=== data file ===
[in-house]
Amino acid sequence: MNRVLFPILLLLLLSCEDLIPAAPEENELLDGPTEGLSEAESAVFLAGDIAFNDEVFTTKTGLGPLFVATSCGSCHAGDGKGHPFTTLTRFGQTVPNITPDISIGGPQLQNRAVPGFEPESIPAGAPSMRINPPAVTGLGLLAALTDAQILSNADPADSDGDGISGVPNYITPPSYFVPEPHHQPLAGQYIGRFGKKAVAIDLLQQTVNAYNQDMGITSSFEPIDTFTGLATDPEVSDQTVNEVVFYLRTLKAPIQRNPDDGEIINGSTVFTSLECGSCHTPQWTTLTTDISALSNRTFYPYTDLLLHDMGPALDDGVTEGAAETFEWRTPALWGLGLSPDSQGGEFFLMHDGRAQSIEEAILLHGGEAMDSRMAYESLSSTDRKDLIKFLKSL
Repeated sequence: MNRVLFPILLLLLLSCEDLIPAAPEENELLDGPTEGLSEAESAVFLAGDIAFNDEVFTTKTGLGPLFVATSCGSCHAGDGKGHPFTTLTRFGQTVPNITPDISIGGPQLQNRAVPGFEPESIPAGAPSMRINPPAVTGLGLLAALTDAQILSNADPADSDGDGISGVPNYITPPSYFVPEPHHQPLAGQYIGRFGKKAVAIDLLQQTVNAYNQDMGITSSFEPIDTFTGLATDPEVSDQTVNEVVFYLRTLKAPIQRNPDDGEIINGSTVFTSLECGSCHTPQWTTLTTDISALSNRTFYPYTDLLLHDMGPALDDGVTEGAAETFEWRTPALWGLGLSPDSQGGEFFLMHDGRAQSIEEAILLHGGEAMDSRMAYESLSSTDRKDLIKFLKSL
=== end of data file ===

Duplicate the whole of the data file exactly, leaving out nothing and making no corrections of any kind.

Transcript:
[in-house]
Amino acid sequence: MNRVLFPILLLLLLSCEDLIPAAPEENELLDGPTEGLSEAESAVFLAGDIAFNDEVFTTKTGLGPLFVATSCGSCHAGDGKGHPFTTLTRFGQTVPNITPDISIGGPQLQNRAVPGFEPESIPAGAPSMRINPPAVTGLGLLAALTDAQILSNADPADSDGDGISGVPNYITPPSYFVPEPHHQPLAGQYIGRFGKKAVAIDLLQQTVNAYNQDMGITSSFEPIDTFTGLATDPEVSDQTVNEVVFYLRTLKAPIQRNPDDGEIINGSTVFTSLECGSCHTPQWTTLTTDISALSNRTFYPYTDLLLHDMGPALDDGVTEGAAETFEWRTPALWGLGLSPDSQGGEFFLMHDGRAQSIEEAILLHGGEAMDSRMAYESLSSTDRKDLIKFLKSL
Repeated sequence: MNRVLFPILLLLLLSCEDLIPAAPEENELLDGPTEGLSEAESAVFLAGDIAFNDEVFTTKTGLGPLFVATSCGSCHAGDGKGHPFTTLTRFGQTVPNITPDISIGGPQLQNRAVPGFEPESIPAGAPSMRINPPAVTGLGLLAALTDAQILSNADPADSDGDGISGVPNYITPPSYFVPEPHHQPLAGQYIGRFGKKAVAIDLLQQTVNAYNQDMGITSSFEPIDTFTGLATDPEVSDQTVNEVVFYLRTLKAPIQRNPDDGEIINGSTVFTSLECGSCHTPQWTTLTTDISALSNRTFYPYTDLLLHDMGPALDDGVTEGAAETFEWRTPALWGLGLSPDSQGGEFFLMHDGRAQSIEEAILLHGGEAMDSRMAYESLSSTDRKDLIKFLKSL